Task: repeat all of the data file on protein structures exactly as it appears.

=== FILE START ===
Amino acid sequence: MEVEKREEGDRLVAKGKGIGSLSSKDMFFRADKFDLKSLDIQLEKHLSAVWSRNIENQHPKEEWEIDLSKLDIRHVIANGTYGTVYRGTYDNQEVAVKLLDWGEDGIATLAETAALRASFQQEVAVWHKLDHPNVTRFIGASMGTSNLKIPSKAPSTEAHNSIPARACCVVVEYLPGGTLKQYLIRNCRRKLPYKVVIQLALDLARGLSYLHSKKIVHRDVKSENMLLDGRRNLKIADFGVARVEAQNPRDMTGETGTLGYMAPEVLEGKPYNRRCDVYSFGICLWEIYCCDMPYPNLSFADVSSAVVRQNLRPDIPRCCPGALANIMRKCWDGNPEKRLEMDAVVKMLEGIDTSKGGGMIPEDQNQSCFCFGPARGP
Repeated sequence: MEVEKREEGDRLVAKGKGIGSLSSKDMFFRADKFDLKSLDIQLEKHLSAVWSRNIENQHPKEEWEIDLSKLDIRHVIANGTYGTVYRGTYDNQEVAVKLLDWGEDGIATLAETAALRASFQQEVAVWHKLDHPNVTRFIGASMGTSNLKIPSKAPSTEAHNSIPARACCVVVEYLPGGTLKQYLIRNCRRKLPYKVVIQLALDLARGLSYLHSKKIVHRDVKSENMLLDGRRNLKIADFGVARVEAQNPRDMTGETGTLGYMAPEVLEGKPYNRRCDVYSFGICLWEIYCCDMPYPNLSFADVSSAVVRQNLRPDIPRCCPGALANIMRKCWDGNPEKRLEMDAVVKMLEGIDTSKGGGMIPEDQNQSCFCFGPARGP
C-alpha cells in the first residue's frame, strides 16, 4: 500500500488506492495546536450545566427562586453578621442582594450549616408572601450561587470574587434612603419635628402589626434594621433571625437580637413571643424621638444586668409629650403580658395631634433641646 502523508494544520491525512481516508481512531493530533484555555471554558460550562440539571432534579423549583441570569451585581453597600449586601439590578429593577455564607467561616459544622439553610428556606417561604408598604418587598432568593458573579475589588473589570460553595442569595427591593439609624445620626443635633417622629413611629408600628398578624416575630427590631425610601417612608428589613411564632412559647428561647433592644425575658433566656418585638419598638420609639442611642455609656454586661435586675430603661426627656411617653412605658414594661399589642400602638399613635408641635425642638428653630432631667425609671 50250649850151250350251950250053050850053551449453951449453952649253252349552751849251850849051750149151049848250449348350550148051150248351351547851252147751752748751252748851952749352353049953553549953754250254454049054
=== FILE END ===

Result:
Amino acid sequence: MEVEKREEGDRLVAKGKGIGSLSSKDMFFRADKFDLKSLDIQLEKHLSAVWSRNIENQHPKEEWEIDLSKLDIRHVIANGTYGTVYRGTYDNQEVAVKLLDWGEDGIATLAETAALRASFQQEVAVWHKLDHPNVTRFIGASMGTSNLKIPSKAPSTEAHNSIPARACCVVVEYLPGGTLKQYLIRNCRRKLPYKVVIQLALDLARGLSYLHSKKIVHRDVKSENMLLDGRRNLKIADFGVARVEAQNPRDMTGETGTLGYMAPEVLEGKPYNRRCDVYSFGICLWEIYCCDMPYPNLSFADVSSAVVRQNLRPDIPRCCPGALANIMRKCWDGNPEKRLEMDAVVKMLEGIDTSKGGGMIPEDQNQSCFCFGPARGP
Repeated sequence: MEVEKREEGDRLVAKGKGIGSLSSKDMFFRADKFDLKSLDIQLEKHLSAVWSRNIENQHPKEEWEIDLSKLDIRHVIANGTYGTVYRGTYDNQEVAVKLLDWGEDGIATLAETAALRASFQQEVAVWHKLDHPNVTRFIGASMGTSNLKIPSKAPSTEAHNSIPARACCVVVEYLPGGTLKQYLIRNCRRKLPYKVVIQLALDLARGLSYLHSKKIVHRDVKSENMLLDGRRNLKIADFGVARVEAQNPRDMTGETGTLGYMAPEVLEGKPYNRRCDVYSFGICLWEIYCCDMPYPNLSFADVSSAVVRQNLRPDIPRCCPGALANIMRKCWDGNPEKRLEMDAVVKMLEGIDTSKGGGMIPEDQNQSCFCFGPARGP
C-alpha cells in the first residue's frame, strides 16, 4: 500500500488506492495546536450545566427562586453578621442582594450549616408572601450561587470574587434612603419635628402589626434594621433571625437580637413571643424621638444586668409629650403580658395631634433641646 502523508494544520491525512481516508481512531493530533484555555471554558460550562440539571432534579423549583441570569451585581453597600449586601439590578429593577455564607467561616459544622439553610428556606417561604408598604418587598432568593458573579475589588473589570460553595442569595427591593439609624445620626443635633417622629413611629408600628398578624416575630427590631425610601417612608428589613411564632412559647428561647433592644425575658433566656418585638419598638420609639442611642455609656454586661435586675430603661426627656411617653412605658414594661399589642400602638399613635408641635425642638428653630432631667425609671 50250649850151250350251950250053050850053551449453951449453952649253252349552751849251850849051750149151049848250449348350550148051150248351351547851252147751752748751252748851952749352353049953553549953754250254454049054